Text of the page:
Last week, The Washington Post ran an article called, This is the age of the average midlife crisis, according to big data, citing an analysis of big data from Spotify in a blog post written by Spotify’s Ajay Kalia.
The amount of big data that Spotify and other music streaming sites have access to is powerfully amazing — mind blowing even. They can slice and dice it to dig deep and then follow the numbers. But here’s the thing: knowing the numbers is only half the battle. You know “what,” but you don’t know “why.” Customers — real people — are the other half.
As a 43-year-old with two teenage girls at home, I was more confused by the statements made about why I do or don’t listen to mainstream music than I was chagrined from being outed as a midlife crisis victim. I have friends both younger and older than me, and I couldn’t see any of us in this description. I do listen to current music — the same 10 songs playing over and over. But I’ve been listening to them all along. I never stopped. And when I don’t feel like singing along, I listen to NPR.
The article also points out that people in their 20s have a drastic change in music listening styles, from mainstream to more indie. Is that more about the age or the access? If you asked them, would they say they just magically like different music, or would they point to their world getting bigger and being exposed and open to more music opportunities?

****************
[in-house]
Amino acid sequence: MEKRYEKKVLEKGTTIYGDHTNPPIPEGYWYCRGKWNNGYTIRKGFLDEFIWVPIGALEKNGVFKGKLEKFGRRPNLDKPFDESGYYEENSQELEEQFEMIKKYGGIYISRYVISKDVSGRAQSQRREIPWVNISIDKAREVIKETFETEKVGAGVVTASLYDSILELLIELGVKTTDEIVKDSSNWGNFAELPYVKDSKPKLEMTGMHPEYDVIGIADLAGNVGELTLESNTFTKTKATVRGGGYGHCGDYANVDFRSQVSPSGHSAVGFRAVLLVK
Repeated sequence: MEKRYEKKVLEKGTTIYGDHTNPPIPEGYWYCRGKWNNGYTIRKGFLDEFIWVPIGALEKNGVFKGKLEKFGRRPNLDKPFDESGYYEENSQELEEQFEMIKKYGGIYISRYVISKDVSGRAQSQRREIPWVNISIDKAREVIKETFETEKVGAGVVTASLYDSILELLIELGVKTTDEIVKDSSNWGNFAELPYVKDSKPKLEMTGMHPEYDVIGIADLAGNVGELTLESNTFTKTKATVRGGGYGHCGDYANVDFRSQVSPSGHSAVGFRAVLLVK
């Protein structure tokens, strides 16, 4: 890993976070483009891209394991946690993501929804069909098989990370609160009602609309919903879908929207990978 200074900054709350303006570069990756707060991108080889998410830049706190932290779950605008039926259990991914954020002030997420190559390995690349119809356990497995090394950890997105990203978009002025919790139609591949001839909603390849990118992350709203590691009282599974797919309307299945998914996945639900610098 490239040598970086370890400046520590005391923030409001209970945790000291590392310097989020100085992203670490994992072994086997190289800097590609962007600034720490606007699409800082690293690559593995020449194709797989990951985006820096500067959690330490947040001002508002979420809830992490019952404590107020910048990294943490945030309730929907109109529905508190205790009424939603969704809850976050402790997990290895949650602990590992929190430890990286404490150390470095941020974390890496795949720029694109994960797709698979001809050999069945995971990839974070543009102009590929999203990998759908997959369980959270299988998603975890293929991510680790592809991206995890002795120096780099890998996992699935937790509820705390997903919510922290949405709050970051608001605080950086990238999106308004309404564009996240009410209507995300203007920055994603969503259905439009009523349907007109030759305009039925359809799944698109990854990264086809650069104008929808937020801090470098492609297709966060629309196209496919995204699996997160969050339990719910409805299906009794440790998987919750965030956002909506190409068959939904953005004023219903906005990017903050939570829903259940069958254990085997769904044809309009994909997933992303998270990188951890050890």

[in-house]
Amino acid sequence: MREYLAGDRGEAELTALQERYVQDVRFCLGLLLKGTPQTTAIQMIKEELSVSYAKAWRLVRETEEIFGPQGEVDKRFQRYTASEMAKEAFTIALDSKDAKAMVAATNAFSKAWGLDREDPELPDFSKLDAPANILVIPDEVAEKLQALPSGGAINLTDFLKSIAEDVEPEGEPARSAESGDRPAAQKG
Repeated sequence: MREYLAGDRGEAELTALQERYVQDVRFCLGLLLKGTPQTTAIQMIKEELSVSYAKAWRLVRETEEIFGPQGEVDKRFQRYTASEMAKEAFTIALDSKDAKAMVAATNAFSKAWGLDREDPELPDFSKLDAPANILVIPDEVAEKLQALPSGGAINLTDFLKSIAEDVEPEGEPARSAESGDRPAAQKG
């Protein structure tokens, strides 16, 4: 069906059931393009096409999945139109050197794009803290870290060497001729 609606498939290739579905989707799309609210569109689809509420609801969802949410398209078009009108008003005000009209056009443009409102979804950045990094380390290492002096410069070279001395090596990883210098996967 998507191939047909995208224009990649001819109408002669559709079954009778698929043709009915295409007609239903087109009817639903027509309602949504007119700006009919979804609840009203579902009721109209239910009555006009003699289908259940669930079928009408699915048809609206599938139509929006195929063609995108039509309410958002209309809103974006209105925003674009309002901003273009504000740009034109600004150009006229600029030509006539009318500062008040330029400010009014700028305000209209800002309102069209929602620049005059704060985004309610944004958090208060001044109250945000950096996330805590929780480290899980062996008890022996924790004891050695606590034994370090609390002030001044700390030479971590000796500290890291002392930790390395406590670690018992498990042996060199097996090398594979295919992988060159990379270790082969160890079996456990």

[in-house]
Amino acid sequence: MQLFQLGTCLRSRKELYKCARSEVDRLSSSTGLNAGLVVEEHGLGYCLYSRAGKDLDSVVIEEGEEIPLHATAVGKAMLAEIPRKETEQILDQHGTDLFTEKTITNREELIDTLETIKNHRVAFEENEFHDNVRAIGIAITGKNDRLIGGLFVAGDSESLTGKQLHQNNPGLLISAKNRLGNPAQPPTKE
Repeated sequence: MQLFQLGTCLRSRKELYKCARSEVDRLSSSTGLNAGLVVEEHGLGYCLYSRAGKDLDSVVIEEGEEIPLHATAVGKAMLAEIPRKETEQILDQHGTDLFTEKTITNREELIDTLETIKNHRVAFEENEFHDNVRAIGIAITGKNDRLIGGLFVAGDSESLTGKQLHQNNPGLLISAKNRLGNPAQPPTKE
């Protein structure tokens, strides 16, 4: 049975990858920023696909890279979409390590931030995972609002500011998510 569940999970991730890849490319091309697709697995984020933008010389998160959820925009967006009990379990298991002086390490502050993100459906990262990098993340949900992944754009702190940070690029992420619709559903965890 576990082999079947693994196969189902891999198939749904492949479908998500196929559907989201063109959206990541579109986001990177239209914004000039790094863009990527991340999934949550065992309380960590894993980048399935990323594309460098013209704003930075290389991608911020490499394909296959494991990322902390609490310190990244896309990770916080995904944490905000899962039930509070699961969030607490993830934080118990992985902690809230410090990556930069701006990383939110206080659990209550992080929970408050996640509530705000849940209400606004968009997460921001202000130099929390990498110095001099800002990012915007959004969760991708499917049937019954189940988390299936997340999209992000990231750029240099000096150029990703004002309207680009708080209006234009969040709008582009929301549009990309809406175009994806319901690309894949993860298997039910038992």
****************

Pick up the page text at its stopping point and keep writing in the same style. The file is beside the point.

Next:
Even though Spotify knows so much about its customers, it still struggles to make music personalization more accurate. I argue that it can. It just needs, well, more data. But not the kind that comes from a billion people listening through a connected device. It needs the type that comes from thoughtful questions, discussions, and, yes, even in-person workshops.
If you put me in a room with other mid-lifers, for example, you’d find that we have all sorts of reasons for listening to mainstream music right now. If you put me in a room with mid-lifers and GenZ-ers, you’d discover that, when a 14-year-old learned how to ask nicely to change the radio station, his mom turned from NPR to the pop station with pleasure. Or you might find out that teens have been listening to pop much longer than you think. Or that binge watching Glee on Netflix has made them a fan of some of Mom’s coming-of-age music. Or perhaps that a family is just as likely to jam out to “Popular” from Wicked as it is to Sam Smith.
Now, grab the 42-year-olds, the GenZ teens, and a team from Spotify, and get them working in a room together – then you could really add some meat to those algorithms. You could build personas with meaning. Understand the options. Stop guessing and start getting deeper access to the information. You could take that information and find ways to launch new platforms to correspond to Netflix releases, or make music suggestions based on new covers of GenX anthems. If you understand me better, you’ll understand my music preferences better.
Today’s 42-year-old is not the same as tomorrow’s, or yesterday’s. The sooner you understand them, the sooner you can adapt to their ever-changing attitudes towards music — and beyond. And all you have to do is ask nicely.